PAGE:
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Not a Turn-On: Alleged X chromosome activator may be a dud

Female mammals have two X chromosomes, but males only have one. Early in development, the female embryo must shut down one X chromosome in every cell, or an overdose of the genes on those chromosomes will kill her.

Scientists haven't worked out all the details of X inactivation, and a new study prolongs the puzzlement. A gene that scientists have found to regulate X chromosome activity in mice doesn't work in people, report researchers from the Johns Hopkins Medical Institutions in Baltimore.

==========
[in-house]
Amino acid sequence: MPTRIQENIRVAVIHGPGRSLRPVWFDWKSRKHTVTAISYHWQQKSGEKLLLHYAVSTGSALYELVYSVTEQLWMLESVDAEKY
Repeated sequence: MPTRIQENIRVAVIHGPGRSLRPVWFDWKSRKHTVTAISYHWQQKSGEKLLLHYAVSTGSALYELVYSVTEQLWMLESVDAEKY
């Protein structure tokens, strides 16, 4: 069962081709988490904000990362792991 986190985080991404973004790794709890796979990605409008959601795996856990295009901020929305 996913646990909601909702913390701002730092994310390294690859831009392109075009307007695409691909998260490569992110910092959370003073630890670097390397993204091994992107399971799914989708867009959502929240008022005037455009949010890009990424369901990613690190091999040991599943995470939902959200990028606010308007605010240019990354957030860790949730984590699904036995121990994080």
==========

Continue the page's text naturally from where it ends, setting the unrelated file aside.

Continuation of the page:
In a female embryo, the choice of which X chromosome to inactivate–either that from the mother or that from the father–is random in each cell. Thus, women have patches of cells expressing X chromosome genes derived from Mom and others expressing genes derived from Dad. In various tissues of mice and some other mammals, the maternal X chromosome is always on and the paternal X chromosome remains silent. This specification is called imprinting.

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